Based on an outside reading of 80 degrees, in slightly more than 2 minutes the temperature inside a car rose to an unsafe temperature of 94.3 degrees; in 60 minutes it rose to 123 degrees, according to a National Weather Service study.

When it gets too hot for people or animals inside, the team’s hot car safety system makes a sound designed for alerting the public. When a new sensor plate placed under the back seat detects motion, the system turns on. When the car gets too hot, it calls 911, the lights on the car flash and the windows roll down.

“This device will save lives of babies, toddlers and animals accidentally left in a car,” team members stated.

marks@edmondsun.com | 341-2121

ext. 108

1
Text Only
Education
  • Edmond Youth Chorus auditions begin Monday

    The Fine Arts Institute of Edmond is seeking talented youth to try out for the upcoming season of the Edmond Youth Chorus.

    July 25, 2014

  • Rainbow Fleet introduces statewide child care line

    Oklahoma parents can now access a statewide program designed to provide resources and referrals for services across Oklahoma.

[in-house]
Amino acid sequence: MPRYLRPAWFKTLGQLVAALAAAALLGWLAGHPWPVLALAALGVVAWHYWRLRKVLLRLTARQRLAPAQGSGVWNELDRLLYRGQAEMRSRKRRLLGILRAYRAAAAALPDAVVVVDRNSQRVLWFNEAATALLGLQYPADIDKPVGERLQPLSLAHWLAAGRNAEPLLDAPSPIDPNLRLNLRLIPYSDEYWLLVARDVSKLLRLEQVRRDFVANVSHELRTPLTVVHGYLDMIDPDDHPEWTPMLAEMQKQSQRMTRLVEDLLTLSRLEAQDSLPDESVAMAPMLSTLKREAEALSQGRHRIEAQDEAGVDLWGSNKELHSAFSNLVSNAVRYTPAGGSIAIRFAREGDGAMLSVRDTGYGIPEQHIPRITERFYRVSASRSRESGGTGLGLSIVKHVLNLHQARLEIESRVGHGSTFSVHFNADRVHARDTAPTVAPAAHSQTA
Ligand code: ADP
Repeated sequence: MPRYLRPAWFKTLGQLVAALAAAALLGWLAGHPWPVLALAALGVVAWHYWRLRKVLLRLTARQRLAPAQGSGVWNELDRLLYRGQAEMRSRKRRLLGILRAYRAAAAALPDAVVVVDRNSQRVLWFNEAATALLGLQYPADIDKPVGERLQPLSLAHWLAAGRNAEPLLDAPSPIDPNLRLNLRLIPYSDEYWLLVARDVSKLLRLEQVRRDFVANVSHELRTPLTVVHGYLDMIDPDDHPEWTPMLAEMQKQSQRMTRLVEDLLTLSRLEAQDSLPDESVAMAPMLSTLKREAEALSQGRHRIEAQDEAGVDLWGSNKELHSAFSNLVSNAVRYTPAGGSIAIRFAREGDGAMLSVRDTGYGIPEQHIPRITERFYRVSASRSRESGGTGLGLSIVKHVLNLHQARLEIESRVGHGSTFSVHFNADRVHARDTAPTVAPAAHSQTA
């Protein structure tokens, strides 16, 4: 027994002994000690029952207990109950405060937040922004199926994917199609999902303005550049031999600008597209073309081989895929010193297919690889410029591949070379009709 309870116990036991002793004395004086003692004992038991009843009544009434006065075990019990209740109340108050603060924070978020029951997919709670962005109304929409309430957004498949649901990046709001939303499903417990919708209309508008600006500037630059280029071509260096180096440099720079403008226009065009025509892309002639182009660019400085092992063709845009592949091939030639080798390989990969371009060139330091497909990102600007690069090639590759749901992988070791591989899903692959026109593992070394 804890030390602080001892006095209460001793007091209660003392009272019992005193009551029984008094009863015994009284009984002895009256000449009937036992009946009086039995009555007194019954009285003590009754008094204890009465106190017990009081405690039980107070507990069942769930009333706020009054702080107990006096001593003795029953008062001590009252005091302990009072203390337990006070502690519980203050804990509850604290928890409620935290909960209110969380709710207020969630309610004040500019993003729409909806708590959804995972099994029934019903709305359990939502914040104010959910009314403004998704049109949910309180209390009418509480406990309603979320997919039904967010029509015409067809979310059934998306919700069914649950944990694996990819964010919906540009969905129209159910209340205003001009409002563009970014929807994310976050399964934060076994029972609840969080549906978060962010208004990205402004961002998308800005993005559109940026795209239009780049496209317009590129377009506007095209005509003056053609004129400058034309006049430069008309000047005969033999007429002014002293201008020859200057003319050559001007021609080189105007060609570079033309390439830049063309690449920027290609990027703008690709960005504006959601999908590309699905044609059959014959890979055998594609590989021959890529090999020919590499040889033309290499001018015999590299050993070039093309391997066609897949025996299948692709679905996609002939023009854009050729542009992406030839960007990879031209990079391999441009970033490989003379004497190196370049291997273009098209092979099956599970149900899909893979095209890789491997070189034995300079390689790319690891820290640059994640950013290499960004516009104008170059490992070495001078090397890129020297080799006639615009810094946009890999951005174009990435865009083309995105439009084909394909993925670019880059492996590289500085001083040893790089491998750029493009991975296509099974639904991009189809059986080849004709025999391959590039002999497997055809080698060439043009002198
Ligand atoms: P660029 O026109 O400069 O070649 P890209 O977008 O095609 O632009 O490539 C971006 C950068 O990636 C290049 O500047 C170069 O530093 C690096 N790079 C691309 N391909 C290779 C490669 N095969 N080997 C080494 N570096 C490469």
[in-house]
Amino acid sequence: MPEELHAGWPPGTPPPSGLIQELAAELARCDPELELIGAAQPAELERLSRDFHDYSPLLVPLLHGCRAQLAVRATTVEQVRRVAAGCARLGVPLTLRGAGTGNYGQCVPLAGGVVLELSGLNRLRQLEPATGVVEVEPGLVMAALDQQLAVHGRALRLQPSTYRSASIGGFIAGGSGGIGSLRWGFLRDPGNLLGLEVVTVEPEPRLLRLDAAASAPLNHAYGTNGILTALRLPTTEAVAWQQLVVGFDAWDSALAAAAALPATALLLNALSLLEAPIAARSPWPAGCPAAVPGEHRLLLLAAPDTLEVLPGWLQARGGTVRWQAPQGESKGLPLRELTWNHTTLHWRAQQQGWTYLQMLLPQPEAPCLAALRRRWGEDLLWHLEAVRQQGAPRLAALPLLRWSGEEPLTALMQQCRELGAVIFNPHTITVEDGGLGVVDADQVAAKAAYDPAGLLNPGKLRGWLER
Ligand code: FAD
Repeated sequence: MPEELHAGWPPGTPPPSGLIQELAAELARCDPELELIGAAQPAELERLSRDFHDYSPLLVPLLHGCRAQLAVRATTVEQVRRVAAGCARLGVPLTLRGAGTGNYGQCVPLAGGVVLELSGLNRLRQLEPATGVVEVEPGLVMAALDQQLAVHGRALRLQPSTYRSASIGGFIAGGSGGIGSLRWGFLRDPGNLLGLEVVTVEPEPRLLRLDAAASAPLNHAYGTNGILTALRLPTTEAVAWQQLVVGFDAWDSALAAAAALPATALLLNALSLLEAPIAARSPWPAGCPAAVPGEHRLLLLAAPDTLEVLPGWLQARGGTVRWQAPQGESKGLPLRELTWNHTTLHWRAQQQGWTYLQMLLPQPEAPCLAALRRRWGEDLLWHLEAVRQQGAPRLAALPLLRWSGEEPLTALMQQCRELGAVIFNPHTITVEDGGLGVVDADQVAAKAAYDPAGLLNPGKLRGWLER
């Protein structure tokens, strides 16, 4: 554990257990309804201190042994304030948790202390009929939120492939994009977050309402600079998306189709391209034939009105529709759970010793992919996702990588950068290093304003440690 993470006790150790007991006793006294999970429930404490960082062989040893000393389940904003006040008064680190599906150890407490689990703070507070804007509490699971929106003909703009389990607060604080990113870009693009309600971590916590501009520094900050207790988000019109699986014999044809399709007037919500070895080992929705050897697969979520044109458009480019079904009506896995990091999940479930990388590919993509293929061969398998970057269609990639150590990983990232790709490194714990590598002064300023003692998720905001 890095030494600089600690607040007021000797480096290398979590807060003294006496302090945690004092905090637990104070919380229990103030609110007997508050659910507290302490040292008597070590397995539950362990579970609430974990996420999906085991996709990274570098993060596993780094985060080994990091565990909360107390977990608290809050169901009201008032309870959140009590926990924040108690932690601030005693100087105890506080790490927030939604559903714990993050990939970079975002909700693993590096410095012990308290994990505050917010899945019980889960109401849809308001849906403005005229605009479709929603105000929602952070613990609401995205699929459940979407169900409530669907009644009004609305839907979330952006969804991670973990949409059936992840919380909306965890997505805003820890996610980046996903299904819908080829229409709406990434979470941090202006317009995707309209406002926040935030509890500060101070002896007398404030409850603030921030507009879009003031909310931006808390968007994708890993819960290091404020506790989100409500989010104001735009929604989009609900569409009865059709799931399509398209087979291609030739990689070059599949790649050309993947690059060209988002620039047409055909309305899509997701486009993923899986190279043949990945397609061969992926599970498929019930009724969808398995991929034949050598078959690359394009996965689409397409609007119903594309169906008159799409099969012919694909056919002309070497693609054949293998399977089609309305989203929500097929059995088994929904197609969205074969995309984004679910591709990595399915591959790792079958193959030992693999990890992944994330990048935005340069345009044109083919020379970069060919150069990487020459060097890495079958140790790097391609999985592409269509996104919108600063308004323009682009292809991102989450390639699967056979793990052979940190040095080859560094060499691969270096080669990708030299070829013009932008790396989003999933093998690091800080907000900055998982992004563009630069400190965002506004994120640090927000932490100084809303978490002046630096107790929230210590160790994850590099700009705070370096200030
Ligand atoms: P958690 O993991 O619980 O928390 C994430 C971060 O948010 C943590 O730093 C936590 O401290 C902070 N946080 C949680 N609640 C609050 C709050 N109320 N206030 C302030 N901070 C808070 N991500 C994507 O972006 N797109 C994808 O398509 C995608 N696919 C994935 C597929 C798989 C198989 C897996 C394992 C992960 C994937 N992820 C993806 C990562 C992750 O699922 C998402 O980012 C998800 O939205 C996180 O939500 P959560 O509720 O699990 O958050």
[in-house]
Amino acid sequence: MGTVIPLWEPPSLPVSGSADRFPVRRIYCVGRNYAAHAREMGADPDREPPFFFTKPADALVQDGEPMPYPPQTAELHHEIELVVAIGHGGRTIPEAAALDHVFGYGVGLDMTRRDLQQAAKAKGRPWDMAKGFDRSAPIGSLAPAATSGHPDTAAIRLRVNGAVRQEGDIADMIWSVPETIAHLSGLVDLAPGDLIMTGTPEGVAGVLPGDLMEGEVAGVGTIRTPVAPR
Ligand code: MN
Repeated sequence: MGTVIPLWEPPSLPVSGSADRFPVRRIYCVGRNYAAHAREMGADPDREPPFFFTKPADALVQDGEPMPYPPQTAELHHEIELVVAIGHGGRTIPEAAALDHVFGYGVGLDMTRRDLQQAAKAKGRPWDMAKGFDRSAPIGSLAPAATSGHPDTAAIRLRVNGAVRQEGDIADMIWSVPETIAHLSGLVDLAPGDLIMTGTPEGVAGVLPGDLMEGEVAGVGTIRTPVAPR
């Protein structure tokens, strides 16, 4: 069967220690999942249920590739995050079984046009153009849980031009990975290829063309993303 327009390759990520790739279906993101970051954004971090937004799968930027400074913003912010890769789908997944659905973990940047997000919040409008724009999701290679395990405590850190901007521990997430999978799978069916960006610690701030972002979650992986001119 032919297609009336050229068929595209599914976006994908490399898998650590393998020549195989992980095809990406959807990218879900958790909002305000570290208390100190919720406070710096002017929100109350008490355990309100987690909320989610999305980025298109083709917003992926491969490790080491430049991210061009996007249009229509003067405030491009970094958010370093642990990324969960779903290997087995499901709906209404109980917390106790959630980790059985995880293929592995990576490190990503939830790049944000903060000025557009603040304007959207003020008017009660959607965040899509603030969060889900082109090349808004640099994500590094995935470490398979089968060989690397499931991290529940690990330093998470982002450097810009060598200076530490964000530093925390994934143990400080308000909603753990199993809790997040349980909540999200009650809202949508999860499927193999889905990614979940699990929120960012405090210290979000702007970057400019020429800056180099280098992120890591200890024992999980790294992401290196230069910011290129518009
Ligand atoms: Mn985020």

July 25, 2014

  • Team Oklahoma Team Oklahoma brings home third place from NTAE

    Members of Team Oklahoma competing in the National Tournament of Academic Excellence placed third at the national competition held recently in Orlando.

    July 25, 2014 1 Photo

  • Edmond School District’s change orders anticipated

    When building new schools and classrooms there may be additional costs, but when renovating older buildings those costs can more than double, according to a Edmond School District official.
    “When remodeling, you have unknown and hidden costs and you need to include in your budgeted funds for the built-in items you can not see,” said Bret Towne, Edmond’s associate superintendent of general administration.

    July 25, 2014

  • OC welcomes missionary, military families

    For the ninth consecutive year Oklahoma Christian University will host missionary and military families returning to the United States at Global Reunion 2014.
    The July 23-27 camp has doubled in size in the last two years with 150 participants from 43 countries on campus.
    The camp is for children who are known as Third Culture Kids (TCKs) though parents are allowed to attend sessions as well. Directors Kent and Nancy Hartman, missionaries-in-residence at OC, give tools and resources to families that have lived outside the United States and are now seeking to reenter U.S. culture. The Hartmans spent more than 10 years as missionaries in Australia and were surprised by the challenges of reintegrating their family into America.